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Editorial comment

Fuel use in the cement industry is partly governed by what is to hand. Though traditional fuels are widely shipped and traded worldwide, it is a question of balancing price and availability for a cost-effective solution. In the US, this has seen some plants switch from coal to natural gas in the wake of the country’s shale boom. In Egypt, the gas shortage has led many companies to invest in coal grinding systems for the sake of energy security. The difficulty is that security and certainty are not one and the same – the future of fuel availability is subject to change, depending on advances in technology, national and multinational regulatory decisions, and of course, new discoveries.

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In August, Italian company Eni announced the discovery of a ‘supergiant’ gas field off the coast of Egypt with the potential to hold some 30 trillion cubic feet of lean gas. That makes it the biggest ever gas find in the Mediterranean Sea and possibly one of the largest in the world. In a statement, Eni said that the find could satisfy Egypt’s natural gas demand for decades. This must have come as a relief to Egypt’s government, which has been struggling with gas supplies for some time, as well as the resultant regular blackouts and a significant slowdown in industry productivity. The problem is multi-faceted: population increases and rising per capita demand have been compounded by a shortage in supplies caused largely by poor decision-making by past governments and the resulting negative relationship between Egypt’s government and its suppliers. Having this new source of gas so close to hand could mean those problems are at an end.

With new coal mills and related systems only just coming online at Egypt’s cement plants, it may look as though the cement industry’s decision to switch to coal was premature. However, with some companies reporting a 30% drop in cement production due to low fuel supplies, it’s clear the industry didn’t have the luxury of choice. Indeed, this seemed to be the theme of the Egypt Coal conference that took place in May this year, where representatives from both the government and Orascom Construction referred to other countries having the ‘luxury’ of alternatives.*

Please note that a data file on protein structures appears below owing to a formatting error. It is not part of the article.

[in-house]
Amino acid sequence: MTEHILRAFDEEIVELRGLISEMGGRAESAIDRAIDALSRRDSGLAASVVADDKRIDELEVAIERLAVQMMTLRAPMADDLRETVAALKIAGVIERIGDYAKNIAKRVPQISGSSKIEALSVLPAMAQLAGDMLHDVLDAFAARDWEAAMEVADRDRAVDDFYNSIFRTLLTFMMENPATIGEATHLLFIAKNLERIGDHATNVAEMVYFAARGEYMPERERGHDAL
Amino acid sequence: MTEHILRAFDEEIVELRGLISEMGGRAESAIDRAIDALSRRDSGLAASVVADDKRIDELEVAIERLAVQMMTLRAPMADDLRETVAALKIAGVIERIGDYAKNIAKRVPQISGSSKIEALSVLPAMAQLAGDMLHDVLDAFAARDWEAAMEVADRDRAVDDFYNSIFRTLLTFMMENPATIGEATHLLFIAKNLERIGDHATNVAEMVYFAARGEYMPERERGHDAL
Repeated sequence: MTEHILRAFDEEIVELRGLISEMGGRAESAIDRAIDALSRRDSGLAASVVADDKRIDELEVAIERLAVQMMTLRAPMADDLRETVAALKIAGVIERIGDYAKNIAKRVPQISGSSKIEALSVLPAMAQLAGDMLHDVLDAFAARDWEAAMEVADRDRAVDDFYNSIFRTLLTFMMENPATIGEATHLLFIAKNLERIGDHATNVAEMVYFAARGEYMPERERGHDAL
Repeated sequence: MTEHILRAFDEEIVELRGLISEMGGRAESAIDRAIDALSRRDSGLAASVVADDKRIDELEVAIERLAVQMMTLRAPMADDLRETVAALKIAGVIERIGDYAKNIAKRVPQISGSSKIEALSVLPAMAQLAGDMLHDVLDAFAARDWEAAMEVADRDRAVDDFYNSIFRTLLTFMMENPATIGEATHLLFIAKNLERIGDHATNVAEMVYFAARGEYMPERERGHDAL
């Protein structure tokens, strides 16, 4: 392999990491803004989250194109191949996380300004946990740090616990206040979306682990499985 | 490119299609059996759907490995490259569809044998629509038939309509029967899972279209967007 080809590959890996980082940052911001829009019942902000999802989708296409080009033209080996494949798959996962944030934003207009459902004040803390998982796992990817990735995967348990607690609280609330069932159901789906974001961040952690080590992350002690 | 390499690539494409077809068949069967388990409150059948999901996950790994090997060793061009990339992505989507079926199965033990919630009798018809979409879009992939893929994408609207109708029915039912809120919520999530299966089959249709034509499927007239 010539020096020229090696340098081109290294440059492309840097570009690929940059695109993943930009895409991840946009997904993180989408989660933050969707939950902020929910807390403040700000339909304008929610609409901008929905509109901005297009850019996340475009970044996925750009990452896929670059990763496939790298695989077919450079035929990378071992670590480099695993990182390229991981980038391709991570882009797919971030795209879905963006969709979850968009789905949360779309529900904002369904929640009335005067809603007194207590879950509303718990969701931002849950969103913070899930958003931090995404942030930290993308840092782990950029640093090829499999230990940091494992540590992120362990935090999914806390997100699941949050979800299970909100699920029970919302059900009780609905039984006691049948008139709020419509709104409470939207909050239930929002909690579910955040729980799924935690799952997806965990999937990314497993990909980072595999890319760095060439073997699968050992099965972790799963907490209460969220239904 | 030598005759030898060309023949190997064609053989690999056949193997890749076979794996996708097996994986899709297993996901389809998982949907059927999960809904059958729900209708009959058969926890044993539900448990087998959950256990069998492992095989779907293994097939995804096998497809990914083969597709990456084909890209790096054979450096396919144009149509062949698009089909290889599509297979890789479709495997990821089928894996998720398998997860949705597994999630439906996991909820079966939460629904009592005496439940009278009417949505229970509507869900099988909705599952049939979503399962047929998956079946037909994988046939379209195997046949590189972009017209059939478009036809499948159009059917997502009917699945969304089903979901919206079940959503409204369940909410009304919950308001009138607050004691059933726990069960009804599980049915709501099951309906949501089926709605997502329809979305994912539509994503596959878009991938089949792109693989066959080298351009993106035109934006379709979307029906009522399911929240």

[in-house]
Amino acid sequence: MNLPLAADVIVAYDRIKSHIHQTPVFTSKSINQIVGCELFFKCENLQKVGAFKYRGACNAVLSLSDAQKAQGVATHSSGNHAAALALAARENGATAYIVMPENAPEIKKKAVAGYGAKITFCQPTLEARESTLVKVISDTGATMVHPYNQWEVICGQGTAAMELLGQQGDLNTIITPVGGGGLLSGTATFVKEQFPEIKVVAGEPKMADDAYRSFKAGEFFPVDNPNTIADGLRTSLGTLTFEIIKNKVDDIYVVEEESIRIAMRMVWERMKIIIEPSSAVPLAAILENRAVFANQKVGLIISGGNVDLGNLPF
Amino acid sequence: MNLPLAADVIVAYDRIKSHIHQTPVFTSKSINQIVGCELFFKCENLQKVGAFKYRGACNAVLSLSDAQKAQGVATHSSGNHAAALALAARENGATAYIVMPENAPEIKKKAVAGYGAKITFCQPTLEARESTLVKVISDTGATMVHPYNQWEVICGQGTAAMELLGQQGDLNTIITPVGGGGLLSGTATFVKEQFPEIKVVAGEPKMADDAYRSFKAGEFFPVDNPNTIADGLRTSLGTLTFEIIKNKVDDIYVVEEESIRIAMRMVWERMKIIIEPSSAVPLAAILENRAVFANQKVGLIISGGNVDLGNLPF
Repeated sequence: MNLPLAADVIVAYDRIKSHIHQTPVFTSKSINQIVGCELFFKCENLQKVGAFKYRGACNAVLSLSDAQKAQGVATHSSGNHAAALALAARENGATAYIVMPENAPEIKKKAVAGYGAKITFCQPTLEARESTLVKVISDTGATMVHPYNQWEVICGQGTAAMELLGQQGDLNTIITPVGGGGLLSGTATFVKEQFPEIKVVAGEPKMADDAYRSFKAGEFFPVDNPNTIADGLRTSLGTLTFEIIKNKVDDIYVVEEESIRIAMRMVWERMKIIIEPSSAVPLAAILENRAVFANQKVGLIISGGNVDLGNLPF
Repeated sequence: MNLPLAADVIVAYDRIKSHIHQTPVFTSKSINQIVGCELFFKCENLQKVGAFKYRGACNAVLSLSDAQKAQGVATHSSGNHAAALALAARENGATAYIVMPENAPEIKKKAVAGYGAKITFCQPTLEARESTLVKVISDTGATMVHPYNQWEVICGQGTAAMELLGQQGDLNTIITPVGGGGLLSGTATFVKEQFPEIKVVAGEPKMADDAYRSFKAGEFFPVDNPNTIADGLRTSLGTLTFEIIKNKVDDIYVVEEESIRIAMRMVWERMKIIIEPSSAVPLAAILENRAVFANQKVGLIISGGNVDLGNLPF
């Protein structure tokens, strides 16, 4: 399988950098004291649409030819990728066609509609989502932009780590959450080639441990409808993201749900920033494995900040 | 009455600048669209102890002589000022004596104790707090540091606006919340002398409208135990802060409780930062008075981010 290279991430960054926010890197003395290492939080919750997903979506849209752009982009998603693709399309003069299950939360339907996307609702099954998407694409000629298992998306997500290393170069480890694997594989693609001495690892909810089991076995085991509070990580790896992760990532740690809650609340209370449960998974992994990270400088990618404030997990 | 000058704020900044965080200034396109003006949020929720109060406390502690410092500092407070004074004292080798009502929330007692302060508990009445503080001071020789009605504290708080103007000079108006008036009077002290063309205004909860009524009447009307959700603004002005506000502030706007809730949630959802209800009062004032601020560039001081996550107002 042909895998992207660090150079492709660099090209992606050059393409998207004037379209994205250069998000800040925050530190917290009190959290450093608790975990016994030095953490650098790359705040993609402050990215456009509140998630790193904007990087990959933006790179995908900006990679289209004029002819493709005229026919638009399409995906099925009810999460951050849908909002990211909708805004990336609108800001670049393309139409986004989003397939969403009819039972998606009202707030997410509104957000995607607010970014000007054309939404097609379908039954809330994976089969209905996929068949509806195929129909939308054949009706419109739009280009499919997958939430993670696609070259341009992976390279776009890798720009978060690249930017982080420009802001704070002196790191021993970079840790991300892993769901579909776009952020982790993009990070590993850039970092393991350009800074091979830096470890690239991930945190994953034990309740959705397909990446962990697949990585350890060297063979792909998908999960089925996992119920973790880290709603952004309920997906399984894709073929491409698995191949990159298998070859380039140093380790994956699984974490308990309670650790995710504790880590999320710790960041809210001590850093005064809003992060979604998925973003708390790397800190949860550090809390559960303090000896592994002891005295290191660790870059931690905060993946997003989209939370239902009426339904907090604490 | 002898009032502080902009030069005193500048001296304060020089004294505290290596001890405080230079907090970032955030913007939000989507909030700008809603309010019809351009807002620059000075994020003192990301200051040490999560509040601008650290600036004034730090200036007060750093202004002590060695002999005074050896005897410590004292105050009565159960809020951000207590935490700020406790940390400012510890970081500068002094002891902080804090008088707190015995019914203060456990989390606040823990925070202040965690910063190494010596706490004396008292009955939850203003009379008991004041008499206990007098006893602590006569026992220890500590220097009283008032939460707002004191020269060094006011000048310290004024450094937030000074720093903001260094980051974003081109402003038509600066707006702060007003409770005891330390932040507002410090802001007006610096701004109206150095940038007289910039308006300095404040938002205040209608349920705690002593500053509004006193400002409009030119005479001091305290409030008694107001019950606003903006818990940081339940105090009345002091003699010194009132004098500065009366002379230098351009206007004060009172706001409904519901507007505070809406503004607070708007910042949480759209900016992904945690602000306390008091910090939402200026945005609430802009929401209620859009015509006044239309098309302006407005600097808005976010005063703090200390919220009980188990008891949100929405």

The decision to import coal to Egypt was made in April 2014 after much controversy; this conference showed a change of tune, with the environment minister describing the shift to coal as ‘inevitable’. Speakers emphasised that the image of coal as dirty and polluting belonged to the era of the Industrial Revolution and is not relevant in today’s environment of heavy regulation and new technologies. However, the chances are it will take more than one conference to clean up coal’s image – that’s a battle the coal industry has been fighting for some time.

It’s not yet clear whether any of the gas from the Zohr Prospect will make its way to cement plants, or how long it would take before that might happen. Taking the initiative to plan for alternatives is the smart choice, and even smarter is the fact that Egyptian cement companies are incorporating an element of alternative fuels such as municipal waste into their fuel mix. In this issue, we look at a number of smart alternatives, from taking engineering in house, to waste heat recovery and alternative fuels, as well as offsetting carbon emissions and reducing the clinker factor. Plenty to get you thinking!